These requirements may be a little deep for what I intended in this article, but these are the areas where I have seen and heard confusion about what is and isn't necessary for setting up a storage area or the type of equipment needed. Although these requirements are based on compliance, certainly you can understand the need for ensuring you don't create a bulk storage facility of flammable liquid unless that is exactly your business. Too much material with too many vapors and too little ventilation will no doubt create too much of a "boom" that you do not want.

This leads to portable containers that have flammable liquids. In a commercial or industrial setting, you are not allowed to store flammable liquids in plastic gas cans. A red plastic gas can with gas or another flammable liquid stored in it that is seen by an inspector will guarantee you a citation. In addition to the regulatory requirement, storing such material in this type of container exposes your employees and your facility or equipment to a real fire hazard.

Have you ever seen your plastic gas can at home become heated and expand or bloat?  Have you ever lost the cap or cover to your plastic gas can at home and found that all the gas evaporated into the air? If you have a gas water heater or other spark producers nearby, this is not a good mix.

In a commercial or industrial setting, such materials must be stored in safety cans that meet certain design requirements: spring-loaded closure, mesh flash guard, and pressure-relief mechanism in the event of elevated heat or fire. These cans are intended for portable, temporary storage of flammable liquids and are not designed to hold more than five gallons. One point of confusion that I have seen is that this requirement is for flammable liquid, not combustible liquid. Going back again to the flashpoints and categories of the materials, this is an important distinction. Kerosene, diesel fuel, mineral spirits, and other combustible liquids do not require the use of safety cans.

To summarize, flammable liquids present real and potentially serious hazards in both safety and health to employees. There are quantity limits based on how flammable a material may be and requirements on how to store those quantities.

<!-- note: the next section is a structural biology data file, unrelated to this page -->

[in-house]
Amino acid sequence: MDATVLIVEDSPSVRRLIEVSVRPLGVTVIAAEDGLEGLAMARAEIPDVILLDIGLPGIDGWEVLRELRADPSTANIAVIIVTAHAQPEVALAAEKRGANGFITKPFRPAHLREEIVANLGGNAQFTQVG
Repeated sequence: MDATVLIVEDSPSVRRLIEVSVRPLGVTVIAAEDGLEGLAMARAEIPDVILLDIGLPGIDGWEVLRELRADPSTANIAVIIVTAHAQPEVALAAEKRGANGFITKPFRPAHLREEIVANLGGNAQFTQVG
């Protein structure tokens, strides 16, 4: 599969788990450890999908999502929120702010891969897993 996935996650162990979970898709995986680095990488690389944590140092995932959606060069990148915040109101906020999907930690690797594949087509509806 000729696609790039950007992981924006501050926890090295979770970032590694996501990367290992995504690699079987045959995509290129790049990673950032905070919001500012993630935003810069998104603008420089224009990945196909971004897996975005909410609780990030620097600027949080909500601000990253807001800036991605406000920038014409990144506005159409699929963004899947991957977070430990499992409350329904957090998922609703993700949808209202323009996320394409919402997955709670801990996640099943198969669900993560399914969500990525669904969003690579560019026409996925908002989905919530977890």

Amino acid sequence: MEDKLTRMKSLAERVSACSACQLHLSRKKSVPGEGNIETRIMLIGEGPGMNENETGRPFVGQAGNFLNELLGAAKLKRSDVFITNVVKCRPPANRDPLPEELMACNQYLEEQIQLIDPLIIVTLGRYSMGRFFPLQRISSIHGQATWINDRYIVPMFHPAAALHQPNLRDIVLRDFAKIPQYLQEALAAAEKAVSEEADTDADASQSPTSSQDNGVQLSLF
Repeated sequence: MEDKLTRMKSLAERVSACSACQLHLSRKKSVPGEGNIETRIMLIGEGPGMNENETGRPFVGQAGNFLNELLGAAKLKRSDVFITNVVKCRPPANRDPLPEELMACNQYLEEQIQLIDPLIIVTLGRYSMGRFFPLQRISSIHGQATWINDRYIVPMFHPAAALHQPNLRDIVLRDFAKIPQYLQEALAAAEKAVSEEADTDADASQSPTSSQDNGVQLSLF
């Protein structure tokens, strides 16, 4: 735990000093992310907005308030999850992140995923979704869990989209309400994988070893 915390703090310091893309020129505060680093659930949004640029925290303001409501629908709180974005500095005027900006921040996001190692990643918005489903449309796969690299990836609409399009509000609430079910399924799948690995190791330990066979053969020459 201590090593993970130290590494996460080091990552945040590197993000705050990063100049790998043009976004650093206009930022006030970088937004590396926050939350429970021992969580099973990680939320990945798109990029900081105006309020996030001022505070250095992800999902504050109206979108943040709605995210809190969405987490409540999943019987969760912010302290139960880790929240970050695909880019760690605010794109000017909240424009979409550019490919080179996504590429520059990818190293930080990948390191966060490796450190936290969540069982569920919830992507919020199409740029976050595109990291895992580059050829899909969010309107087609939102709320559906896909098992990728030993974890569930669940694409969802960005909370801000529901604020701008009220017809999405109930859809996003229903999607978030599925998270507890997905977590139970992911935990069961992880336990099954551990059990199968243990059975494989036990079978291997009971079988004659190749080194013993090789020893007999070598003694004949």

Don't forget employee training. Training is a required and important element in keeping employees safe in the use of these materials. From new-hire training to specific task and refresher training, employees need to be reminded of the hazards that are present with these materials and what they can and should do or not do when handling or storing these materials. Training includes fire drills, evacuation drills, reading Material Safety Data Sheets, use of fire extinguishers, selection and use of personal protective equipment when appropriate, and proper task performance.

You are already legally responsible and accountable for ensuring your employees are protected and that your work environment is free of recognized hazards. You as an employer need to encourage your employees to actively participate in locating and identifying workplace hazards so they can be properly and promptly corrected. This includes employee practices through observation and monitoring, as much as it does looking at processes and conditions.

Your job as a manager is to help your people be successful. Set your bar of expectations high so your people have something to attain. They will follow if they know you are sincere in your desire to have and maintain a safe working environment. Remember, your minimum expectation will always be your employees' maximum expectation. So give them a good target and help them hit the bull's-eye.

Your employees are your most valuable asset, and they have much more control in the outcome of their own safety than they may think. Energize them to take that control. As a result of their participation, you create a win-win environment that guides your employees into working safely with flammable liquids.

This article appeared in the December 2006 issue of Occupational Health & Safety.

This article originally appeared in the December 2006 issue of Occupational Health & Safety.